Implement work zones
Analyze traffic patterns of employees to reduce an employees footprint in the plant or workplace. Direct employees for a point of entry and exit and area of workspace. By keeping employees in certain areas it eliminates contaminating multiple areas if an employee tests positive.
Post signs about the rules of social distancing throughout the building.
Create different cells or teams in case someone becomes infected to minimize the loss of production employees.
Have teams or “cells” use different entrances to minimize possible spread.
Separate teams / departments from each other.
Common Areas – Lunch and break rooms have tables and chairs are all spaced six feet apart. Cleaning wipes on each table as well as a cleaning crew cleaning after occupancy. Food services have changed to grab and go operations with six feet spacing marked on the floor to maintain social distancing.
Internal cleaning teams and bringing in external cleaning crews to clean common and workplace areas.
Construct temporary barriers from wooden frames with plastic to minimize contact on assembly lines that are in close proximity to each other
Stagger lunch and break times
Stagger when shifts begin and end
Move tables further apart to maintain social distance
Move designated smoking areas further from the buildings to ease the minds of those concerned about airborne contamination
Have multiple locations with hand sanitizer throughout the building
Policies – Removing the disciplinary requirements on employees for self quarantine, employee illness or to help a family member. Companies are working through sick time and vacation with employees as needed.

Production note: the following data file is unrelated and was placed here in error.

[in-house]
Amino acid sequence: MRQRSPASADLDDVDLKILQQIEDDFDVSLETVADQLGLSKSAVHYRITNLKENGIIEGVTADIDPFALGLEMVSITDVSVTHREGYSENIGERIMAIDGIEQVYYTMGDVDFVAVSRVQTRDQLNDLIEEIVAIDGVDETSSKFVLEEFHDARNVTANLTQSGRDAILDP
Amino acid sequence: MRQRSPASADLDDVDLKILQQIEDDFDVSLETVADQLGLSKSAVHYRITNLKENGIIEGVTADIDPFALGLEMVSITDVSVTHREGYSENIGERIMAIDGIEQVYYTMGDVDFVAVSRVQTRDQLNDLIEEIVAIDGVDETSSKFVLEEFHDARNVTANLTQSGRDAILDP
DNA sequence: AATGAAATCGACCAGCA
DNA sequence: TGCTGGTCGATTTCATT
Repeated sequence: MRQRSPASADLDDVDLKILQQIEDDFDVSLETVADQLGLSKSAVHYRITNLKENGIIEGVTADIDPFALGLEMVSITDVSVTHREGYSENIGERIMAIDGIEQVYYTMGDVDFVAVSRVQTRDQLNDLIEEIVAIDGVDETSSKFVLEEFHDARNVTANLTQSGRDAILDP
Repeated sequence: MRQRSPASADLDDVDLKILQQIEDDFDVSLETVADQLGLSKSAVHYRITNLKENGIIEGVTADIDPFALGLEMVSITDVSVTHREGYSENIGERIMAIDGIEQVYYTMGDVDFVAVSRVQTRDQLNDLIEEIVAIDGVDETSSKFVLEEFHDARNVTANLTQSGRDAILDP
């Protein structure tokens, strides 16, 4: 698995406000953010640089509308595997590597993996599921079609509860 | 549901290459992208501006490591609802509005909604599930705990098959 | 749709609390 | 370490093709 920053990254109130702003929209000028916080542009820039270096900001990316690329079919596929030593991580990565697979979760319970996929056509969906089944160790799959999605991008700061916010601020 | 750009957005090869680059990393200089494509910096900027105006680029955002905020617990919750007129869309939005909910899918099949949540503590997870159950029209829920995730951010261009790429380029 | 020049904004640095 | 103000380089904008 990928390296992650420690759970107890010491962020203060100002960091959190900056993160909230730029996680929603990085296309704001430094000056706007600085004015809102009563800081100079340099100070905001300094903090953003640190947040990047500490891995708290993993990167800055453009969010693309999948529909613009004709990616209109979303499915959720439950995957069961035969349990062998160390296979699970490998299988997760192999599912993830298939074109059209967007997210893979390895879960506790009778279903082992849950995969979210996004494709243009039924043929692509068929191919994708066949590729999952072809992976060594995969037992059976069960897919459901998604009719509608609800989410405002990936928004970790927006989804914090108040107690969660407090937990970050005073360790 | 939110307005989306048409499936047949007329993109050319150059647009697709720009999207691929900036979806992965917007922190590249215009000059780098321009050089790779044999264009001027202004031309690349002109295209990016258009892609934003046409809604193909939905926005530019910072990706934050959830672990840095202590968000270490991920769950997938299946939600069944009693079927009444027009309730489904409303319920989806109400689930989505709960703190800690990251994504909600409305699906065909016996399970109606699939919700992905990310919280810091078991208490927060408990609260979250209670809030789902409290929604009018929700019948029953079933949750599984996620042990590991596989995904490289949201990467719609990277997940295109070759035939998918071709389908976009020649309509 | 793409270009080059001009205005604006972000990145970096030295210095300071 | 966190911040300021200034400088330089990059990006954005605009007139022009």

Temperature Monitoring – Employee temperature monitoring is in place some companies are onsite and others are off-site currently. Employees are self certified on taking a temperature and every employee takes their temperature before their shift. Nurses are available onsite to assist employees that are feeling ill during their shift.
SBA and PPP Loans – While companies have found challenges in securing loan funding some companies have been approved for PPP loans and are awaiting funds.
Keep Employees from Becoming Lax in Social Distancing
Make all communication transparent and give employees a source so that all communication is consistent and accurate.
Remind employees that wearing a face cloth or a mask does not permit you to be closer than the recommended six foot social distance.
Post signs throughout the building in multiple locations.
Have employees document who they were in contact with at the end of their shifts.
The University of Utah School of Medicine’s Rocky Mountain Center for Occupational and Environmental Health created an important Covid-related presentation for Utah’s manufacturing companies. Racheal M. Jones, PhD, CIH, an industrial hygienist and exposure scientist, authored the presentation in conjunction with the Utah Industry Resource Alliance and its members, including the Utah Manufacturers Association.
We will cover:
Click Here to View
On April 7, U.S. Senator Mike Lee talked to UMA Members and friends about the recently passed CARES Act. U.S. Senator Mike Lee and his team answered questions about this legislation and other actions from Washington that could impact your business.
To view other available webinars Click Here
If you have any questions you would like addressed in future updates, or feedback about this information please fill out the form and a member of the UMA Staff will contact you.